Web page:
Can an Agent Require a Customer to Buy More Than One Policy?

A recent caller to the Free Legal Service Program that I offer for members of the Independent Insurance Agents of Georgia asked the above question in the context of a potential commercial lines customer who wanted a policy on which the agent would not have made much, if any, commission.  The agent wanted to know if they could require the customer to buy another policy on which the agent would make some commission as a condition to selling the customer the policy requested.

My review of the Georgia Insurance Code did not reveal any statute that specifically addressed the subject of the agent’s question, but the regulations issued by the Insurance Commissioner’s Office did contain prohibitions on requiring a potential purchaser of one insurance policy to buy another policy in two situations.  Those situations involve a customer who is a natural person and wants to buy either a “private passenger automobile policy” or a policy covering “residential property at a specifically described location.”  In both instances, the regulations state that an agent who refuses to sell such a policy because the potential insured is not willing or able to buy another type of policy or one with limits above those required by law engages in the grouping of risks.  If requiring the insured to buy another type of policy is (i) “not actuarially supported”, (ii) “not relevant to risk”, (iii) “not based on a reasonable consideration allowed” for the creation of rates by insurance companies, or (iv) “is based in whole or in part, directly or indirectly, upon race, creed or ethnic extraction”, such a requirement is unlawful as a fictitious grouping of risks that constitutes unfair discrimination.  It is unlikely that a requirement that a potential personal lines customer be required to buy a policy they had not requested to obtain a policy they want will meet any of the above requirements.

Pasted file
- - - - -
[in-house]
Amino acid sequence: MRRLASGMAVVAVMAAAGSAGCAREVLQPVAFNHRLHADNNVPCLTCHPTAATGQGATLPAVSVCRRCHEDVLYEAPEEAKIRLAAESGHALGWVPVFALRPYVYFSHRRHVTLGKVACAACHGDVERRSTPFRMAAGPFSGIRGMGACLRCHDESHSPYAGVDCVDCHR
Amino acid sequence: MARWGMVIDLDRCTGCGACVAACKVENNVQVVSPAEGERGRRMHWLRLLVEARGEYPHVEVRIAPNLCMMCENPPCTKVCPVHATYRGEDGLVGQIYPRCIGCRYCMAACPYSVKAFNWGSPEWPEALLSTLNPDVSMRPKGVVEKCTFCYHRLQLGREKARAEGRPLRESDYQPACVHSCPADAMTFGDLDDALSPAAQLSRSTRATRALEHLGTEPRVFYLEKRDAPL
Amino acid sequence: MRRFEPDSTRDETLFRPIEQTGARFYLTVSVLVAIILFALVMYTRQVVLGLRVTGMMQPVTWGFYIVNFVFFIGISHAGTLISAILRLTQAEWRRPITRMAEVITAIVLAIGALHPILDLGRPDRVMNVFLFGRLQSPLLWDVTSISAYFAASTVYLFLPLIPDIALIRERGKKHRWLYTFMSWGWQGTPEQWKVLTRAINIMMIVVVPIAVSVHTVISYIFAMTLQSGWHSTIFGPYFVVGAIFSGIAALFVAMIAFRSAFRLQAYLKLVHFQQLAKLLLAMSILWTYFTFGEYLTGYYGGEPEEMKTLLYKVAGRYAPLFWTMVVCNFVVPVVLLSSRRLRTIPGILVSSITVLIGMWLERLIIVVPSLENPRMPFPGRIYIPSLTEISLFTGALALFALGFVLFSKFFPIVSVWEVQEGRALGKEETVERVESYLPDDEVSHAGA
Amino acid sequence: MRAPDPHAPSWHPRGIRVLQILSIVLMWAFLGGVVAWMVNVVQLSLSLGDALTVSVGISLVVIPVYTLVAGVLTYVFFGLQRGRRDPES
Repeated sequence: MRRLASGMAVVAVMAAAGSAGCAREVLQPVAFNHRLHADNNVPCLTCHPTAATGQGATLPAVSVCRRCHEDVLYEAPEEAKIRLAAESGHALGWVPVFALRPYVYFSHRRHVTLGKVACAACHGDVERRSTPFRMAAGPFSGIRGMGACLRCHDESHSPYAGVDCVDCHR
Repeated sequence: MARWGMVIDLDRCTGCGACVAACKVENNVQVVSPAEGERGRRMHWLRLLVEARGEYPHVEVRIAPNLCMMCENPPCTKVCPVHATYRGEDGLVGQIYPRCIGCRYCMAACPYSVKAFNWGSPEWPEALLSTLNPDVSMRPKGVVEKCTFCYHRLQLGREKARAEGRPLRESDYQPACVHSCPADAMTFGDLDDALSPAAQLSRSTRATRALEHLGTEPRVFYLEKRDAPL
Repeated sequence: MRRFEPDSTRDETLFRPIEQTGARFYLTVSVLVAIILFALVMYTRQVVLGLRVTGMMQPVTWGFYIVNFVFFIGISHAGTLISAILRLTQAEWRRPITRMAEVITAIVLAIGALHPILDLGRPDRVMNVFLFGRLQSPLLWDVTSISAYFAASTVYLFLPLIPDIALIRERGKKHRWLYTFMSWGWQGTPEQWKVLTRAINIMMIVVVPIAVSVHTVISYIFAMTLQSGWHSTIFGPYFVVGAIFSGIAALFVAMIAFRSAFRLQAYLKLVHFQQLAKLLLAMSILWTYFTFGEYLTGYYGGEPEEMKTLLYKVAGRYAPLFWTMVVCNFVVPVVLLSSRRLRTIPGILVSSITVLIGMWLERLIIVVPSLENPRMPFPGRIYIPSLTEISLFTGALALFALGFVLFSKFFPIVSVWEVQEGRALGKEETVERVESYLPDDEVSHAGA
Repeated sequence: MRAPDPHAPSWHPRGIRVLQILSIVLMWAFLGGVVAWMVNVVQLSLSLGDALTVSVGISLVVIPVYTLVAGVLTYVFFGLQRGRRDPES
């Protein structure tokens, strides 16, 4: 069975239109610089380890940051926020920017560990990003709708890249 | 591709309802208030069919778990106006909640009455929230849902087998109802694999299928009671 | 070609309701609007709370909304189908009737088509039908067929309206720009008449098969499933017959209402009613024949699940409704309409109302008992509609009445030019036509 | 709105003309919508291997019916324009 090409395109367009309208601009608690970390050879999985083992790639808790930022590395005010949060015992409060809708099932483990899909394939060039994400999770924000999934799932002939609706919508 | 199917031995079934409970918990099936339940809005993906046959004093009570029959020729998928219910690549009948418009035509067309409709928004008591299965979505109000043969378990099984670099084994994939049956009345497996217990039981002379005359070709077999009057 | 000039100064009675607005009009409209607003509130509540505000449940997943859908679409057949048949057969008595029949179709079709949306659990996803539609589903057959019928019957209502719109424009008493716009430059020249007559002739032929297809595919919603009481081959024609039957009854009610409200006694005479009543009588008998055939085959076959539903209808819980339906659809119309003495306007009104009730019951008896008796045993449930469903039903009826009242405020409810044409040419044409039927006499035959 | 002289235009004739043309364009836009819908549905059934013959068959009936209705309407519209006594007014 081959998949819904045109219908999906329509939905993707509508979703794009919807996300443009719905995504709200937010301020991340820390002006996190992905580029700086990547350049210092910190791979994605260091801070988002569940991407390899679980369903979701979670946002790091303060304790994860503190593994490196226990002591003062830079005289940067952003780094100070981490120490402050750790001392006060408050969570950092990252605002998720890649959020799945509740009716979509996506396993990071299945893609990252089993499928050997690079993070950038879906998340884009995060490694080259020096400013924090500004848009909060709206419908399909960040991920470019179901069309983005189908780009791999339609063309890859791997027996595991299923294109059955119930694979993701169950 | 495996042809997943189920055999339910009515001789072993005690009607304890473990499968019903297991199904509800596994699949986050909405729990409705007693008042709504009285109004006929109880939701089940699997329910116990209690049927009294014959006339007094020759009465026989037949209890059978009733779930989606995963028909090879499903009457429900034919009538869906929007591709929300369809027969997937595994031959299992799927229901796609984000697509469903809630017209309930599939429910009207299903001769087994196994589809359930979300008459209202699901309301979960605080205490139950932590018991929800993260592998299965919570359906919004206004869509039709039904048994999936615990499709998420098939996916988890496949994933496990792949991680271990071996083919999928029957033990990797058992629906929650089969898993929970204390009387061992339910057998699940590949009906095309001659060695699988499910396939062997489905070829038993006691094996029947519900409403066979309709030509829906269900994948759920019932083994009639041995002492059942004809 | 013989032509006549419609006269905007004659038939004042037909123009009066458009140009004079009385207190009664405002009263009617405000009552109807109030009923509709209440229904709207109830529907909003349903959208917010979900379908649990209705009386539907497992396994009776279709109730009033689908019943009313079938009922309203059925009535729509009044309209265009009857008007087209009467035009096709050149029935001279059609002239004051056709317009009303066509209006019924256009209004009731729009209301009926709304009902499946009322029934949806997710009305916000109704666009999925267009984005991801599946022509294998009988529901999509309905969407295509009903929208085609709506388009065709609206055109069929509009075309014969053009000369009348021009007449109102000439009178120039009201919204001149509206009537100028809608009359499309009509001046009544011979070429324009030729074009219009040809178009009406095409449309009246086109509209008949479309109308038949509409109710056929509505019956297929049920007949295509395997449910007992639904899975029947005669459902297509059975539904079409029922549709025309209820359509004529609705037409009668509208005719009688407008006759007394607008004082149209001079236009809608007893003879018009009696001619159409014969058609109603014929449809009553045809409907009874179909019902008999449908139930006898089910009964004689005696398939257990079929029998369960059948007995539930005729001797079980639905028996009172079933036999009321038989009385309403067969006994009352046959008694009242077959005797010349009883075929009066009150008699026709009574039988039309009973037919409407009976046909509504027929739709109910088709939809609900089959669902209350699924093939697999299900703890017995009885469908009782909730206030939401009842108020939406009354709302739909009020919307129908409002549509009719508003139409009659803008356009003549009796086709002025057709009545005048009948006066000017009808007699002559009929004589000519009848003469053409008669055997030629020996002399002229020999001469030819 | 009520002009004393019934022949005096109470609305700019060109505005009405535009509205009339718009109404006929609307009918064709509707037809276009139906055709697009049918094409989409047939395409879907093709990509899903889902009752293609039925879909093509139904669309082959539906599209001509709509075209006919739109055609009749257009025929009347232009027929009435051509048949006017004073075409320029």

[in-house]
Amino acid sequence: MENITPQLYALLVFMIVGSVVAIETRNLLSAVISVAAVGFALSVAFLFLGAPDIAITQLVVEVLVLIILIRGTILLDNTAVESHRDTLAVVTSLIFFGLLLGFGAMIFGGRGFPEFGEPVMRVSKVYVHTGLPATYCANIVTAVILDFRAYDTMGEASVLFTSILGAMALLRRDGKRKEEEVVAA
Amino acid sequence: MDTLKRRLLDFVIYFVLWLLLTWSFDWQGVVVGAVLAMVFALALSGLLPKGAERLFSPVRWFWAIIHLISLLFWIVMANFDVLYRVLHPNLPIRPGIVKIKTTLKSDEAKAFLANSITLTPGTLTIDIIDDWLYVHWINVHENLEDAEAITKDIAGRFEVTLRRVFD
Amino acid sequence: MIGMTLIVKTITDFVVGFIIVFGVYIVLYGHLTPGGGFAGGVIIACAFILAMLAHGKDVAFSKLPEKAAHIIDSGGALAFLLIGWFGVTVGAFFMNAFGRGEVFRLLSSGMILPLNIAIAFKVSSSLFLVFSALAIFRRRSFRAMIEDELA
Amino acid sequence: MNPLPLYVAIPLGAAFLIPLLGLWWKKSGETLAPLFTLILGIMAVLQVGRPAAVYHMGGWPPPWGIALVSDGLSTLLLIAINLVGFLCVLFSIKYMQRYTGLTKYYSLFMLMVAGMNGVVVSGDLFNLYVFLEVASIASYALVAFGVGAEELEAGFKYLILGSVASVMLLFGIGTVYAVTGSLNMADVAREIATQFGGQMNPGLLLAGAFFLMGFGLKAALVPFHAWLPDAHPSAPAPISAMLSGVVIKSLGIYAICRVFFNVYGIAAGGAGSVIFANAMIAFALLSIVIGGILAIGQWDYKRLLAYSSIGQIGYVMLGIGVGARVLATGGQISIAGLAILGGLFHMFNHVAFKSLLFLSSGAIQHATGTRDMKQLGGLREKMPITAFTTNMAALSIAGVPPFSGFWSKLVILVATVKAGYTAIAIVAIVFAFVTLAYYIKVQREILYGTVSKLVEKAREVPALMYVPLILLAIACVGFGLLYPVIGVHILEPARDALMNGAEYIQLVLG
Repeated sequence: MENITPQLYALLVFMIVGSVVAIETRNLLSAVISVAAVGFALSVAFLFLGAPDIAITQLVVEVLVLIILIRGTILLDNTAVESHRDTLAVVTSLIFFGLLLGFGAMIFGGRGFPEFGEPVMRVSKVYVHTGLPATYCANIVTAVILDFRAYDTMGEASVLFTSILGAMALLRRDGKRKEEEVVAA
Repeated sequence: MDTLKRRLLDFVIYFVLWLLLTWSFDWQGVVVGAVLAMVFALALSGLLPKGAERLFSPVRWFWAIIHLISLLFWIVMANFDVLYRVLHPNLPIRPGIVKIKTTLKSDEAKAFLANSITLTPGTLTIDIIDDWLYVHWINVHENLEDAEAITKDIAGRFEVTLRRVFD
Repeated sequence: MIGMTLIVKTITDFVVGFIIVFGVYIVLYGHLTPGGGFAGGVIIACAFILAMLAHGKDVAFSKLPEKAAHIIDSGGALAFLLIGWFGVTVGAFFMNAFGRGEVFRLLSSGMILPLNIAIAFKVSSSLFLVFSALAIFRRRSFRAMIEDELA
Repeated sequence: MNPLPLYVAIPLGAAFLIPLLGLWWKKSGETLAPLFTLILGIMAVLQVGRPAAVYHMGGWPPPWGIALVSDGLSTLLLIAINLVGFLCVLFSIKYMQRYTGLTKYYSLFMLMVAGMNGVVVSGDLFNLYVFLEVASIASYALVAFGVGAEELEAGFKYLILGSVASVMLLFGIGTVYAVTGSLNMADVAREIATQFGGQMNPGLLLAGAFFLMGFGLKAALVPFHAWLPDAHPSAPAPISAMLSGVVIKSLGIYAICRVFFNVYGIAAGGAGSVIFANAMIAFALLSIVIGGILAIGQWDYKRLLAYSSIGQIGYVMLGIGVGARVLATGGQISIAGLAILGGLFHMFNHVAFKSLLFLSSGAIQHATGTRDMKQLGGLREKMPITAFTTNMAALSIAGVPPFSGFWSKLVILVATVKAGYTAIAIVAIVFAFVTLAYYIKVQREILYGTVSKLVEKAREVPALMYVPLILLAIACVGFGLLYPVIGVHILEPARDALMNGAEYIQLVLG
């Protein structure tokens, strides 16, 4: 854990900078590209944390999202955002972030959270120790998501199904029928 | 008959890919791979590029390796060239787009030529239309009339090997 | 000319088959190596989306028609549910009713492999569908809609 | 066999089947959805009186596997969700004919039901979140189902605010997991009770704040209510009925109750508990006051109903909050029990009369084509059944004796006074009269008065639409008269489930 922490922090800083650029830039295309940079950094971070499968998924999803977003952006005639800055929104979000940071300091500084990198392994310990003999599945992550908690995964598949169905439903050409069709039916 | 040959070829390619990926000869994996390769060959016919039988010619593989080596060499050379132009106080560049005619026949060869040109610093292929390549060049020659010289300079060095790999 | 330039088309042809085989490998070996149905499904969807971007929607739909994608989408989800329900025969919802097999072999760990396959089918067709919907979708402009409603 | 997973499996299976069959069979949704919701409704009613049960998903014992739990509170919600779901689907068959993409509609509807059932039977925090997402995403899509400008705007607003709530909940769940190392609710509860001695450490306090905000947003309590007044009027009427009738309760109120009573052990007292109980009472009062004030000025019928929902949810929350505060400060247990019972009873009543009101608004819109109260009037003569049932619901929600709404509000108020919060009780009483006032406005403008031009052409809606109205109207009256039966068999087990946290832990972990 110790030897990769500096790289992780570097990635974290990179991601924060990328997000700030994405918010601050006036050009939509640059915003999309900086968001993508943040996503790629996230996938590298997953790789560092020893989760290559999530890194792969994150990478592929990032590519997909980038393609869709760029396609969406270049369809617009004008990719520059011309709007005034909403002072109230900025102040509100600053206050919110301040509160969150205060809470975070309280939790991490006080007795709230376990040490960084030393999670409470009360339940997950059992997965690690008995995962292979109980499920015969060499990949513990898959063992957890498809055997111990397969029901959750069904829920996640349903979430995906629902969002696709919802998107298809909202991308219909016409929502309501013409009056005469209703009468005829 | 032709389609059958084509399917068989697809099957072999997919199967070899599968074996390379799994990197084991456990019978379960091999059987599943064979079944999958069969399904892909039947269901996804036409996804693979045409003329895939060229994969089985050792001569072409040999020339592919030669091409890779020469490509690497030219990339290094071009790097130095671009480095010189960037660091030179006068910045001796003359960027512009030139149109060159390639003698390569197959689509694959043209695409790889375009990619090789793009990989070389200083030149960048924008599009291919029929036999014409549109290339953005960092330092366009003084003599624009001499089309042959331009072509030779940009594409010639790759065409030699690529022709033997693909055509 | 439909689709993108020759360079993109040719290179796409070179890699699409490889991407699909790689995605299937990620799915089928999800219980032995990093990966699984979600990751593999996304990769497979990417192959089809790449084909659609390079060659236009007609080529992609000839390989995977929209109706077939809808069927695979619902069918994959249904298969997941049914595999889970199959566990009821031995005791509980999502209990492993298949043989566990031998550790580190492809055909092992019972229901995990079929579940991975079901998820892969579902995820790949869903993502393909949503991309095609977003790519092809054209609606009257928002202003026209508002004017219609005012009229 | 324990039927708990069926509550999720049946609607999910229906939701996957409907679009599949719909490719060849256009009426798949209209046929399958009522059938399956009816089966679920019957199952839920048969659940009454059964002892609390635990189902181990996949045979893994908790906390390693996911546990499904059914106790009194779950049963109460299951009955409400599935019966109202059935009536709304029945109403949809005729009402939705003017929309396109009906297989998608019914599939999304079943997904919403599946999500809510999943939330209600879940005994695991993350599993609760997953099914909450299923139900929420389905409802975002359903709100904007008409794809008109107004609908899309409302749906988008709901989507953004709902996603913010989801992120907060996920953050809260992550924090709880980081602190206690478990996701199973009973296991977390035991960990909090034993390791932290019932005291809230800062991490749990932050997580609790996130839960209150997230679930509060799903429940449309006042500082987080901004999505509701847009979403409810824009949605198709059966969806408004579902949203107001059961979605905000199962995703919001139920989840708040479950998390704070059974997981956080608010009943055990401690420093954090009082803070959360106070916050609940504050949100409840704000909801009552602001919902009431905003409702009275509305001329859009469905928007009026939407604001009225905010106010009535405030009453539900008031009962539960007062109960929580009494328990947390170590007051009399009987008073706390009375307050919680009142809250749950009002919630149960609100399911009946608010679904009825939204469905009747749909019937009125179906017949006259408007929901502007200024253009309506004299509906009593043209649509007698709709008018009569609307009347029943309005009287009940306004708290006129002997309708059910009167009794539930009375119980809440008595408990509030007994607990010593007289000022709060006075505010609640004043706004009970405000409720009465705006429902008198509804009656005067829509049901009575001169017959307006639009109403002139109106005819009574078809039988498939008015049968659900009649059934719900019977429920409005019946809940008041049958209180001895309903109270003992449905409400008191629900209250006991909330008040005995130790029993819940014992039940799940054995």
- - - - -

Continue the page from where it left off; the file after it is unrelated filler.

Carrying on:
Whether the Insurance Commissioner would apply the same rationale to the sale of commercial lines policies is unknown.  If not or if any of the above requirements could be satisfied with respect to the commercial lines policies in question, the general rule is that an agent is free to do business or not do business with whomever they want on whatever terms they want, subject of course to the federal and state anti-discrimination laws.  If an agent decides to institute a requirement that a commercial lines customer who wants a certain type of policy must also buy another type of policy, I suggest that this requirement be applied consistently to every such customer.  Otherwise, the agent would run the risk of violating the anti-discrimination laws.     

If any of my readers have implemented such a requirement, please let me know, as I would like to find out how it has worked out.